When life gives you wet socks, make a matching game!

Well, gee, I finished writing this article and then discovered that this week’s Works-for-Me Wednesday asks writers to submit our most important post of 2010.  This isn’t it!  And my lunch break is almost over!  I don’t have time today to write about the most crucial lesson I learned in 2010, which is that the misery of migraines can be reduced and sometimes eliminated if only I use my migraine treatment right away instead of making some excuse about why I shouldn’t–I’ll write more about that soon.  Meanwhile, I’d say my most important post of 2010 is It’s Only Monday.

This week, I’ve been grateful that the big blizzard bypassed Pittsburgh so that my relatives were able to travel to and from our house safely and conveniently, and while they were here we had just exactly enough snow on the ground to call it a white Christmas!  I’ve also been reflecting on the big blizzard that did hit us in early February. Read more…

Things Not To Do: Dessert Edition, Volume II

from storyteller Fran Stallings (Becca’s mom), a story horrifyingly similar to the tale of the Fruity Whip

While our kitchen is being renovated, we’ve set up camp in the main bathroom, which we have equipped with electric skillet, small microwave, and toaster oven. Electric kettle and toaster are on the dinette table, which is camping in the family room. The dish drainer monopolizes the bathtub. Gordon enjoys using the telephone shower to rinse the dishes! All this leaves me about one square foot of counter space to work in. I can either use the cutting board to prep ingredients, or replace it with the skillet to cook them. I’m realizing that once the kitchen is remodeled and I return to having No More counter space than I had before (we have not changed the “footprint” of the kitchen), I will be deliriously grateful for all the room!

Invited to bring a dessert to tonight’s pot-luck, I figured I could get away with not having any kitchen by whomping up a no-bake pie using a purchased cookie crust, instant pudding, whipped topping, etc. Read more…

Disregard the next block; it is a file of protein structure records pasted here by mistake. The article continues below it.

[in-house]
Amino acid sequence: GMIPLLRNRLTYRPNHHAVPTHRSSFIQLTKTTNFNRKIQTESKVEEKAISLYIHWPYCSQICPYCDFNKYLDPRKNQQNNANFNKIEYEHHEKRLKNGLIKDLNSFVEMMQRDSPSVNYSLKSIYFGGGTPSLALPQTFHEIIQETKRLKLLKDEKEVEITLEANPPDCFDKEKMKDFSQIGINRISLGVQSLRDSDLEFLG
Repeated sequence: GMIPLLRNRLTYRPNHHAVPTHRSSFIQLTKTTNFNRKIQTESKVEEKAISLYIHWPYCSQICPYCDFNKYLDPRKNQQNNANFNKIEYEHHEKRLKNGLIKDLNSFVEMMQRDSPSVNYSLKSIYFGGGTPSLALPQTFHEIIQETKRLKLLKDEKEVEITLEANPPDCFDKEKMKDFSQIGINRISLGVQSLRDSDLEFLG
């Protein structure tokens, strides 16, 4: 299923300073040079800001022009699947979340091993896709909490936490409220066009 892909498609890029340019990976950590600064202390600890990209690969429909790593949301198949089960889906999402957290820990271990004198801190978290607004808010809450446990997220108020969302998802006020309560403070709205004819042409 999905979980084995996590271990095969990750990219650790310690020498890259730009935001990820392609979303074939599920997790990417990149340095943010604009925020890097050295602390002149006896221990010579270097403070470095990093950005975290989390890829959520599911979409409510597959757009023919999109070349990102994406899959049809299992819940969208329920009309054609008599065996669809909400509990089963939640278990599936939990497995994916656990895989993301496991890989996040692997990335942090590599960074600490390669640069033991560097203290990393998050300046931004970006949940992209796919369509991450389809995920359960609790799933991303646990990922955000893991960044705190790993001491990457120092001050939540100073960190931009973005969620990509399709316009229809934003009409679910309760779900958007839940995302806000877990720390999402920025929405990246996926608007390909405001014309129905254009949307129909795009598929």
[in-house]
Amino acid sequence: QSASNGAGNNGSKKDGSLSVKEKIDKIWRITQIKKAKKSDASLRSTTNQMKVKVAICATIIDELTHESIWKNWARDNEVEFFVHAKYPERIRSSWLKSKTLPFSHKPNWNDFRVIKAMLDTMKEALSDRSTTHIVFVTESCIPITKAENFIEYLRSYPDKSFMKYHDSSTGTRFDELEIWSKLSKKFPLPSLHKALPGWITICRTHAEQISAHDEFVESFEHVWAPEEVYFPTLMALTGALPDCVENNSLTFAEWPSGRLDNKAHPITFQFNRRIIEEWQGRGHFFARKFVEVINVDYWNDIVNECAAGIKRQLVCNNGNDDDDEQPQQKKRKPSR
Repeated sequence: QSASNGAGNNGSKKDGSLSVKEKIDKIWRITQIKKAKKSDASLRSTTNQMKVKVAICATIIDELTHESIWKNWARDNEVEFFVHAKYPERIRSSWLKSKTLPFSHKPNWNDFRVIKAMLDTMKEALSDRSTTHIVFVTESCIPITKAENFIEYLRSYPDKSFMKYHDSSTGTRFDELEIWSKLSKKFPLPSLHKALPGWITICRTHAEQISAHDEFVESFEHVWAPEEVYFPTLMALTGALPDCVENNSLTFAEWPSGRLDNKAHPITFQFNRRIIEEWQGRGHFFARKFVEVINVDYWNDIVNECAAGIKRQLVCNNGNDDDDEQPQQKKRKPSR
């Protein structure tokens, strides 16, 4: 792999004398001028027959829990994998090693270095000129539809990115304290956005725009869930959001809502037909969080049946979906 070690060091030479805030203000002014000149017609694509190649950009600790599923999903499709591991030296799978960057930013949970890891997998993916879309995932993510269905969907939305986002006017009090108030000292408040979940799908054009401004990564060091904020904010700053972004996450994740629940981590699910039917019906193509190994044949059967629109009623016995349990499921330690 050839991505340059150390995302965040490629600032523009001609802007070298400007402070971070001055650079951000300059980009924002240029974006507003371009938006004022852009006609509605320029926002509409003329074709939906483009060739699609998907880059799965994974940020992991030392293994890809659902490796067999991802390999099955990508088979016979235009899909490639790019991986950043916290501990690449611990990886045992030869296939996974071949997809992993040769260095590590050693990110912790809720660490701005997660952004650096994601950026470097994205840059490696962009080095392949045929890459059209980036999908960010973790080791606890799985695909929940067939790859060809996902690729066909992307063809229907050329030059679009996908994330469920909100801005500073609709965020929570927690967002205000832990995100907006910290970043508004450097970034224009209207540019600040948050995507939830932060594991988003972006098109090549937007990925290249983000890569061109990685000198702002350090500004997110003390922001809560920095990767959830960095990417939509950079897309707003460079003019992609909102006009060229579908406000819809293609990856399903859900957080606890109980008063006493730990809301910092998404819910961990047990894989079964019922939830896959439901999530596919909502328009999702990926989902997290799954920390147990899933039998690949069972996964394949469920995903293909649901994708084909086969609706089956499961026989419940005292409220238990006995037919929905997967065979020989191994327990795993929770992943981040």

How to Make Christmas Morning Last Longer

My family has a tradition for opening our Christmas gifts that makes the fun last longer, reduces chaos, increases our appreciation of each gift, helps us remember to thank gift-givers who are present, improves our ability to make an accurate list of who got what from whom (as a reference for thanking givers who aren’t present), calms down that “Gimme gimme! What’s next?” feeling, and helps us share each other’s joy. It works wonders, and it’s really simple! Read more…

Apricot Lentil Soup

Meatless MondayReal Food Friday

This is one of our favorite soups in the fall and winter! It’s famous at our church’s Lenten soup supper. It has a really pleasant, interesting flavor that’s not too sweet and fruity. Most people want to know what’s in it but can’t guess that it’s apricots, so it’s perfect for “Guess the Mystery Ingredient” if you like to play that game.  It’s easy to make and inexpensive. Read more…

Parents of teenagers are still parents!

Last week’s Parade magazine feature article summarized some of the scientific findings about adolescent brain development.  None of it was news to me, but I work in developmental psychology and read lots of research articles; I thought it was a pretty good article for typical mainstream readers.  But this part got me steamed:

The phone rang at 2 a.m. Steven Weinreb, a physician in Hartford, Conn., answered, his heart pounding. It was two years ago, and his 18-year-old son, Jeff, was coming back from one of his band’s concerts. What was wrong? Car accident? Drug overdose? “Dad, we’re in New Jersey. We’re lost. I think we’ve crossed the river twice. What do I do?” Jeff said.

“This is a boy who had it together enough to book dates for his own band; he had a GPS in his car; he had maps; he could ask at a gas station,” Weinreb says. “Instead, he called me at two in the morning and practically gave me a heart attack.”

Gee. It’s like he thought you were his parent or something. Like he trusted you to know the right thing to do in a difficult situation. Like he trusted you to help when he needed you. Wherever could he have gotten that idea? Read more…

Practical Stocking Stuffers

In my family, Christmas stockings are not just for children! Everybody has a stocking, and we play Santa to each other by stuffing the stockings with little treats when nobody’s looking. It’s no fair to peek into your stocking before Christmas morning–when we open stocking gifts first thing, before breakfast or even coffee!

For the holiday gift tips edition of Works-for-Me Wednesday, here are some ideas for inexpensive gifts that fit into stockings and are useful things, not just cheap junk. Read more…